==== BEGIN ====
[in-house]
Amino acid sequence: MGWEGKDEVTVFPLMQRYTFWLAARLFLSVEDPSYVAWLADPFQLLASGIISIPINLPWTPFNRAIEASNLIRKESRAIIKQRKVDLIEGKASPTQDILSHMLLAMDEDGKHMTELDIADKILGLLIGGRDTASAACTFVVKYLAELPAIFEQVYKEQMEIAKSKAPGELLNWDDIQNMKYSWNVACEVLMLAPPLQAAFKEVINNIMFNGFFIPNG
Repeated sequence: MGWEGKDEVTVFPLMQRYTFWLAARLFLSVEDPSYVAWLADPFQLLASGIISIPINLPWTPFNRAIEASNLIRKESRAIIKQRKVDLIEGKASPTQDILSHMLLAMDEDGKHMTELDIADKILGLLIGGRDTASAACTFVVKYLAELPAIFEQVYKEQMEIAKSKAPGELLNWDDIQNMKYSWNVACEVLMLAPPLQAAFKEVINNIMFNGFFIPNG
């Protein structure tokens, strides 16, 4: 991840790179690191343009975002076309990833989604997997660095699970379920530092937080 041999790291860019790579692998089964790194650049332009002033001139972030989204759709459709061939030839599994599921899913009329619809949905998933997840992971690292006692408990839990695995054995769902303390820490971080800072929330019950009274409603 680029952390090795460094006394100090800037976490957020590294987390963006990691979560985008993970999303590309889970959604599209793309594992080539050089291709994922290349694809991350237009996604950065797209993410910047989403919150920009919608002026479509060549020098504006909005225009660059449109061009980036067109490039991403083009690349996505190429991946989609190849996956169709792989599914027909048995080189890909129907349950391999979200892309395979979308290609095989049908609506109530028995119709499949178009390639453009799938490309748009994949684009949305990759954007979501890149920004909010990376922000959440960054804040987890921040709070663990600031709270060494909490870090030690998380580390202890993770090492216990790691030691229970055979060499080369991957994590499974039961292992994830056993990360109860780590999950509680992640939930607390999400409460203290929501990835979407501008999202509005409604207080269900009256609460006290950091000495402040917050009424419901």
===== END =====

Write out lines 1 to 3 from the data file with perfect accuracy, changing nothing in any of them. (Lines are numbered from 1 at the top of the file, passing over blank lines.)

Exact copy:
[in-house]
Amino acid sequence: MGWEGKDEVTVFPLMQRYTFWLAARLFLSVEDPSYVAWLADPFQLLASGIISIPINLPWTPFNRAIEASNLIRKESRAIIKQRKVDLIEGKASPTQDILSHMLLAMDEDGKHMTELDIADKILGLLIGGRDTASAACTFVVKYLAELPAIFEQVYKEQMEIAKSKAPGELLNWDDIQNMKYSWNVACEVLMLAPPLQAAFKEVINNIMFNGFFIPNG
Repeated sequence: MGWEGKDEVTVFPLMQRYTFWLAARLFLSVEDPSYVAWLADPFQLLASGIISIPINLPWTPFNRAIEASNLIRKESRAIIKQRKVDLIEGKASPTQDILSHMLLAMDEDGKHMTELDIADKILGLLIGGRDTASAACTFVVKYLAELPAIFEQVYKEQMEIAKSKAPGELLNWDDIQNMKYSWNVACEVLMLAPPLQAAFKEVINNIMFNGFFIPNG